You open the three cans of mushrooms. You drain them. You throw the lids into the trash under the sink, carry the cans to the stove and place them beside the pot simmering on the burner, the glub and bubble of your spaghetti sauce. The smell of basil and oregano coddles your nose. You lift a can. Although you expect movement nothing moves. When you upend it, the mushrooms land on the sauce quivering normally. You watch them sink slowly out of sight and add the rest. Then you stir with a long-handled spoon.
My little thorn
you have grown on a thicker stalk
than I expected.
than I ever guessed you might.
You hurt me.
Nothing is as simple as that.
I hurt you too?
There are lotteries.
Your unlucky numbers tumble through
a bin of teenage years.
I never meant
to speak and so offend you,
to be a mother
to cringe from
and yet you say I am.
I remember before breasts and boys.
We were happy.
We lay together
in a moon crater,
swaddled and safe and bouncing.
Tall branched thistle
you were my baby,
my sweet girl,
the coup of all my days.
I am no longer
Precisely human in your eyes,
only old and big.
You come to me with scorn
that rubs like sandpaper.
The trick is
to bear this jagged war
The trick is to wear
sketch Jane Eaton Hamilton 2006
I once wrote a long poem, “allergy,” about serial murderer Ted Bundy from his (imagined) mother’s perspective. It was included in my first book of poetry from Brick Books called “Body Rain” in 1991. The excellent poet Méira Cook, whose new book out from Brick Books this spring, 2015, is the intriguingly-titled “Monologue Dogs,” and I had a conversation about “allergy” last year:
Here is my conversation with Méira about her poem “Adam Father:”
prickly pear, photo: Jane Eaton Hamilton 2013, Sedona
Life is a lot of fun sometimes, and one of them is when your poems get taught in high schools and then used to make something new (a la Amber Dawn’s glossas). The italics are mine. (I hasten to add that I did not participate in this project, so all of this belongs to Mac.) Hasn’t he done a great job?
Ringworm (with Jane Eaton Hamilton)
I’m sick with the sea
Salty, sunkissed soliloquy
With white caps
Bold and in all caps
Her adoring eyes
Brooding for the skin she never gave
To understand charm
We learn potential like a language
Oh how a lover is a fist
Bruising only to instill belief that you are still tender
Sweet pea where are you?
Between a cup of coffee and freshly potted daffodils
You etched my name on your palms and were not sorry
Reminiscing with the smell of blood orange
You put an apple on my cheek
And told me not to drop it
By Mac Ramsay
Twice this week, women I know have had plumbers accuse them of putting things down the toilet and causing thousands in damages.
So this is for them, an old poem from Body Rain about just such a happenstance:
I know him.
He comes with golden spikes
driven through his hands.
No one is as sad as he is,
no one has ben used more
or more filthily.
There are whores residing
in his houses, harlots
who cry on his toes for
repairs and discounts.
See? We have children and
no men; we raise cats and
gobble his coins with our cunts.
His radiance is what we crave,
his extravagant goodness, divinity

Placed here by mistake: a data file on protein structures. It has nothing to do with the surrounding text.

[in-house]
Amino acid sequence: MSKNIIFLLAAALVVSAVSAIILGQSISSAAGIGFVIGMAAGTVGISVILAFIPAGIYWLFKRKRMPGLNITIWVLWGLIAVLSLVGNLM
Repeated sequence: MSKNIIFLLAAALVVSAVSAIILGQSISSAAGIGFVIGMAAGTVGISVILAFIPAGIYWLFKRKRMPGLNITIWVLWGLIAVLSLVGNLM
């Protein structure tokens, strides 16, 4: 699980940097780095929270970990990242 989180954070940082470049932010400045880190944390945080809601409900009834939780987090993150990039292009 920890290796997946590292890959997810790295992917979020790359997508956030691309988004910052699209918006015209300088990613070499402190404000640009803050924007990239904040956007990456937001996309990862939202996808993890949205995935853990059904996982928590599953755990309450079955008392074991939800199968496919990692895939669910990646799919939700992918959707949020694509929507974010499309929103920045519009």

like a bellows, clean, male and
blowing sensibly across our dignity.
How superior he is
with his plumber in tow,
with his plumber who kows
we have shoved things down the
toilet, clogged the copper
piping just for this.
Oh, it is like loving a saint.
I don’t want to make another post today. I am supposed to be on my way to two seasonal parties. But I just heard that Love Canal is sending 100 truckloads of toxic waste to Canada. I am heartbroken.
This, too, is from my old poetry collection Body Rain from Brick Books.
I hit a boy with a gimp leg. He was walking by. He had algebra books in his arms. I wanted to pulverize him. I hit him until he was down on the tarmac then I jumped on him until I heard a bone crack in his leg. It might have been his good leg, I don’t know. This took about five minutes. There was blood coming out of his nose. Finally he passed out so I stopped.
I knew a girl who had never been hit.
She went around like that.
I got the lovely litmag ‘Poem, International English Language Quarterly,’ today from England. My poem “I Was Dead” appears in the section “Chosen by Marilyn Hacker.” I’m kinda stoked. It’s a kick for me, I have to admit. I wrote “I Was Dead” during NaPoMo this spring, so this is double the pleasure for me, it being new and all. The poem talks about a time when I was two and lost and was given up for dead.
by Jane Eaton Hamilton
If it starts to eye you
like a cinnamon heart
stand very still
blend into the background
of your dull life, into
laundry, dishes, stacks of paperwork
do all you can do
to avoid notice
become the yellow wallpaper
become the water in the trap of the sink
Whatever you do
don’t imagine the gaping
the lips, the teeth of love
don’t imagine butterflies
Whatever you do
Don’t think of dulcet dinners out
classical by candlelight
Don’t imagine love’s long eyes
her laugh, chocolate
or the slip of talented fingers
across your cheek
soft up your thigh
Turn away, turn away
from your need
Run swiftly through your town
cover your head with your arms
cry Help me!
If love still lifts you to its fleshy tongue
like a cinnamon heart
holds you to its palette melting
don’t go under its teeth as if you won’t shred
don’t slide down its esophagus like you won’t dissolve
don’t leak into its intestines as if love
were enough (even for this)